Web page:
The current pace of retail sales with a nominal rate of 4.73% (which many moan as well below that of past recoveries) is when adjusted for inflation ~35% higher pace than our last recovery and only ~15% below the retail sales reported during the 1990’s ‘Internet Bubble’. The differences between Nominal and Real data is inflation which rose with the rise in US military spending 2002-2007 and fell as military spending fell 2009-2015. Real Retail&Food Svc Sales data series is only one of many economic indicators (adjusted for inflation where necessary) which reflect very positive economic trends today. The ‘Doom and Gloom’ crowd in my opinion simply do not know how look at economic data. I hope this explanation helps you to understand the investment environment today.
The one major sector clearly lagging in our current economy is the Single-Family Home sector. The NAHB Housing Market Index was reported today at 58. While at historically positive levels, the HMI compared to Single-Family Starts reveal that we are woefully behind the historical ~1.2mil average many consider necessary to house our population. The housing sector while growing is not at the pace seen historically.
No two recoveries are ever alike. One never knows exactly how regulatory changes or Fed action is likely to shift investor behavior. In general a rising economy does lift equity prices. Eventually, investor psychology shifts from pessimism to optimism. Having almost 35yrs of investment experience and having been associated with 3 major Wall Street firms and known more than a few of the ‘best and brightest’, I learned (at times painfully) that market prices are far more reflections of investor psychology than actual values. Prices are impossible to predict. We just experienced a major swoon due to fears that falling energy prices would collapse the global economy in a ‘deflationary spiral’. For several years before that the fear was ‘hyper-inflation’ due to Fed Quantitative Easing. A simple look at the inflation trend in the chart reveals that neither actually occurred. Inflation averaged 1.66% for the period. This truly demonstrates how market psychology can have periods during which investor logic is completely missing. It is why they call it “Market Psychology”. Investors need to be able to tell the difference between “Value” and “Market Psychology”.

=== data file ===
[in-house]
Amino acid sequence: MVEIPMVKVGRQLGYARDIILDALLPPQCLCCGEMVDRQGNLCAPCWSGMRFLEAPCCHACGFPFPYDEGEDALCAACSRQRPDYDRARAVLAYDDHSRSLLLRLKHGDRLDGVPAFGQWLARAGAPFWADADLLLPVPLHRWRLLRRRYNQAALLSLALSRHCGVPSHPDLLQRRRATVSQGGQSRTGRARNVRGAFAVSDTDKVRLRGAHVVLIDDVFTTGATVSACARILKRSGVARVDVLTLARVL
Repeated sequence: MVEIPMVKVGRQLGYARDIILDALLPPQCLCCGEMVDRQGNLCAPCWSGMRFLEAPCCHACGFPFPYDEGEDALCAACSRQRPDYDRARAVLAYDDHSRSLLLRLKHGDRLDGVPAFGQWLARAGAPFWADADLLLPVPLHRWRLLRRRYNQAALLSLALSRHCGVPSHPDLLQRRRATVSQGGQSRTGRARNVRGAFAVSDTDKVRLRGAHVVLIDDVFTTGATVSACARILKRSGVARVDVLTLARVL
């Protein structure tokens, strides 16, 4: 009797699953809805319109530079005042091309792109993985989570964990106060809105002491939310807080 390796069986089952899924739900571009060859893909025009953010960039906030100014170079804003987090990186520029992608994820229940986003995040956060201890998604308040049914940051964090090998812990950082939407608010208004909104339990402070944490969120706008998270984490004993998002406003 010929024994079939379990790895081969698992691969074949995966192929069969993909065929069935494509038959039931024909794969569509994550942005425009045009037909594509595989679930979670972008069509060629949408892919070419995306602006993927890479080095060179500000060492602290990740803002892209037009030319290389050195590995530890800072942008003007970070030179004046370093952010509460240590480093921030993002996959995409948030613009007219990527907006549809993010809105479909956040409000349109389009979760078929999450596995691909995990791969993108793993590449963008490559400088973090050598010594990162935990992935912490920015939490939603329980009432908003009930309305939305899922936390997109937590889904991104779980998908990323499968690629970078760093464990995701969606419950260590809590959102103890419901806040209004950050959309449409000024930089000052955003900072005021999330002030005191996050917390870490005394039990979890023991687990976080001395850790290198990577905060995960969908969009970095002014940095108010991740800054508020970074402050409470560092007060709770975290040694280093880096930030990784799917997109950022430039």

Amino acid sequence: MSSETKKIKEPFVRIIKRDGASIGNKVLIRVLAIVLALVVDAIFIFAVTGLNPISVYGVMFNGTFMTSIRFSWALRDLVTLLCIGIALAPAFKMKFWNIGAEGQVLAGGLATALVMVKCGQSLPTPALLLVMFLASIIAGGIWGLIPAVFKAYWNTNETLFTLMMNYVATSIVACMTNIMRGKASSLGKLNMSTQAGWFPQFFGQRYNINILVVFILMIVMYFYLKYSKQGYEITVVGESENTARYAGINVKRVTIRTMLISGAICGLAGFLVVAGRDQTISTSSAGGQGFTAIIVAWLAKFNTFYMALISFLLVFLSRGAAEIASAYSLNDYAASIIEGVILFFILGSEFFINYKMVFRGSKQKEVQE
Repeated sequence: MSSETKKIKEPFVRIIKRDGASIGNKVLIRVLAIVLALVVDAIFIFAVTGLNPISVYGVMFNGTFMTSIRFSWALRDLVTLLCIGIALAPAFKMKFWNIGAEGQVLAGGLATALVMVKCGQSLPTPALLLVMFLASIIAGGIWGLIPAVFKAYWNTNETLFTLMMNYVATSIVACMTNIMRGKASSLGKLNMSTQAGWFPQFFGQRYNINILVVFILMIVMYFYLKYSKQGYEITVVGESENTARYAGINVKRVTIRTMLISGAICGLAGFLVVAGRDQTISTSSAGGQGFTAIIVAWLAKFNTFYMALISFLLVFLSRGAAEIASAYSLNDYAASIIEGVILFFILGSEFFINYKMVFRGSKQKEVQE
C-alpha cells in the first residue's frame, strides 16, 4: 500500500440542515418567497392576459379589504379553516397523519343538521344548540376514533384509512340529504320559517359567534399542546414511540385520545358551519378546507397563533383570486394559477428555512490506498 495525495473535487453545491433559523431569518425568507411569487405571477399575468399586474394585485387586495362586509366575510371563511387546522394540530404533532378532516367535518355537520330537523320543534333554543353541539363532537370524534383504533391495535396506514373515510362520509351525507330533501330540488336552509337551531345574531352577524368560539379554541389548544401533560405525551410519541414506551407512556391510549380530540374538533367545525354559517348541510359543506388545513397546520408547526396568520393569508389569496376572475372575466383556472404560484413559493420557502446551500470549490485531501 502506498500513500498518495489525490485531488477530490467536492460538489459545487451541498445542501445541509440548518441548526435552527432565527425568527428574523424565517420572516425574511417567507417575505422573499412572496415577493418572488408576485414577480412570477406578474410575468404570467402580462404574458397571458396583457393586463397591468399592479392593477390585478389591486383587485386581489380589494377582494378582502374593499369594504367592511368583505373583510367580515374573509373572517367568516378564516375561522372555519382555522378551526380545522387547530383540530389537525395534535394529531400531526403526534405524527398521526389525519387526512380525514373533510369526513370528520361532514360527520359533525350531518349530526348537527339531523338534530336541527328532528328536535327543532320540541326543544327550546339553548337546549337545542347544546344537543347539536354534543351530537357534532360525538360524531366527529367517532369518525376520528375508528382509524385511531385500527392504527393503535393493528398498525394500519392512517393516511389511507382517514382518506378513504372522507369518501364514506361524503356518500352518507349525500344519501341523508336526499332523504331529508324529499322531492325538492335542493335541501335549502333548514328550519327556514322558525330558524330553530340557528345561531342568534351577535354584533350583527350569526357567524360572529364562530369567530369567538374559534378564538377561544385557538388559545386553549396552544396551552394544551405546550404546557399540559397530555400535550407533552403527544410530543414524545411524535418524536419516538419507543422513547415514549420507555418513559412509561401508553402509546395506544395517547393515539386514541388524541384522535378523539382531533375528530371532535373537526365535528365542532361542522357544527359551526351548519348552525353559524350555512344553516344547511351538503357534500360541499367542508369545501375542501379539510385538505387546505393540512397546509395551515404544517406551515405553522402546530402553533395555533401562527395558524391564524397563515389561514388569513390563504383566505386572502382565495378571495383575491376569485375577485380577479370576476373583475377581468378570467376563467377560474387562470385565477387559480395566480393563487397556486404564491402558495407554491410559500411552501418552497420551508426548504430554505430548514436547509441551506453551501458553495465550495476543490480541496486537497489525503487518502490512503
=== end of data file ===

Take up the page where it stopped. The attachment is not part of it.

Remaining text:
It appears that inflation may be rising with the most recent reading of 1.9%. I attribute this to increased government spending. Rising inflation will push higher all economic measures based on price. This in my opinion will cause those who do not adjust for inflation to believe we are having economic acceleration. They will see higher earnings, higher wages and other increases as ‘increased demand’ when it is only inflation. In the past this has stimulated investors to sell bonds and buy equities. I expect to see the same in the current cycle.
How high? I cannot tell! How long? My best guess is that economic activity still has several years to run. I expect we will see the early signals of economic stagnation well before the market responds. If you are able, I recommend that investors add to equities to take advantage of low prices.